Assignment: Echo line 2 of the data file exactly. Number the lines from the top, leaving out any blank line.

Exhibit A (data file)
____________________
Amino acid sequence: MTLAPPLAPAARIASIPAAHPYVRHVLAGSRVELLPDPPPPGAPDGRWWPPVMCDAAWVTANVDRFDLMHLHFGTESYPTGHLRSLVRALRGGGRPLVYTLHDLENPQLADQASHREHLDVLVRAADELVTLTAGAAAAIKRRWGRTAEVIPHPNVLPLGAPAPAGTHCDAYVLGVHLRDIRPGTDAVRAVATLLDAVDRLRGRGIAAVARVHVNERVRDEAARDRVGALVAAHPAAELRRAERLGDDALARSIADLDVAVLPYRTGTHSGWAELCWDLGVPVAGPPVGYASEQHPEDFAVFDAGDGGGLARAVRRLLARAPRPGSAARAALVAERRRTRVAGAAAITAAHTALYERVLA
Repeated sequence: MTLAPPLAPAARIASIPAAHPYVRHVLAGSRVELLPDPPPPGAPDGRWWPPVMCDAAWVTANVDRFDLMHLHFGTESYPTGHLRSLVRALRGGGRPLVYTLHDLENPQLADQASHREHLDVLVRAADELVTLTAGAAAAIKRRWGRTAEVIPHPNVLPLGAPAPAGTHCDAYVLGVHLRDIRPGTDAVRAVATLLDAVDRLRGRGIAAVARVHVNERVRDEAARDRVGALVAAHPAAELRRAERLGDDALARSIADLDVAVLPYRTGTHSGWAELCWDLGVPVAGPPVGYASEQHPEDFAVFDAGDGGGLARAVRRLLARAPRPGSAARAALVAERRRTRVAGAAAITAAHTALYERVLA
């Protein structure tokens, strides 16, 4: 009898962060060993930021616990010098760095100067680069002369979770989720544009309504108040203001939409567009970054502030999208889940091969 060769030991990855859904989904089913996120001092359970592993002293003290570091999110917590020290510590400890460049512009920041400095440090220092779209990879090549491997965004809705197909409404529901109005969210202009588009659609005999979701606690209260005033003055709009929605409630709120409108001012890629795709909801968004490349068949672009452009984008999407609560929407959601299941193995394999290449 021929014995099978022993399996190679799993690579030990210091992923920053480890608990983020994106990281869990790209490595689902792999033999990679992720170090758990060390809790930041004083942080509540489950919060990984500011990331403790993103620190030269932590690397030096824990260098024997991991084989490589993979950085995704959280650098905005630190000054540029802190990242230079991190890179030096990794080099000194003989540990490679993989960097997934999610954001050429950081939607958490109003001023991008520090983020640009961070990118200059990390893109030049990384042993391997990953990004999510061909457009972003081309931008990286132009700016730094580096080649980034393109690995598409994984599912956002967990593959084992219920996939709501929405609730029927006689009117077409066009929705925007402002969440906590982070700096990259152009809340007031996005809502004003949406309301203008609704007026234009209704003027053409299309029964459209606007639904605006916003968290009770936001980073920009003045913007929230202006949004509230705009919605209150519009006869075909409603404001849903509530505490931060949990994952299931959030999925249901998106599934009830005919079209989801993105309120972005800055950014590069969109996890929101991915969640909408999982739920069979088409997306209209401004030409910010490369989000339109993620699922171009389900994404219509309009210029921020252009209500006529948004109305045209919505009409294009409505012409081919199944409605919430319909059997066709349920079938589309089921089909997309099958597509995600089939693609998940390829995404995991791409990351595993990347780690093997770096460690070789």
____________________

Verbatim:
Repeated sequence: MTLAPPLAPAARIASIPAAHPYVRHVLAGSRVELLPDPPPPGAPDGRWWPPVMCDAAWVTANVDRFDLMHLHFGTESYPTGHLRSLVRALRGGGRPLVYTLHDLENPQLADQASHREHLDVLVRAADELVTLTAGAAAAIKRRWGRTAEVIPHPNVLPLGAPAPAGTHCDAYVLGVHLRDIRPGTDAVRAVATLLDAVDRLRGRGIAAVARVHVNERVRDEAARDRVGALVAAHPAAELRRAERLGDDALARSIADLDVAVLPYRTGTHSGWAELCWDLGVPVAGPPVGYASEQHPEDFAVFDAGDGGGLARAVRRLLARAPRPGSAARAALVAERRRTRVAGAAAITAAHTALYERVLA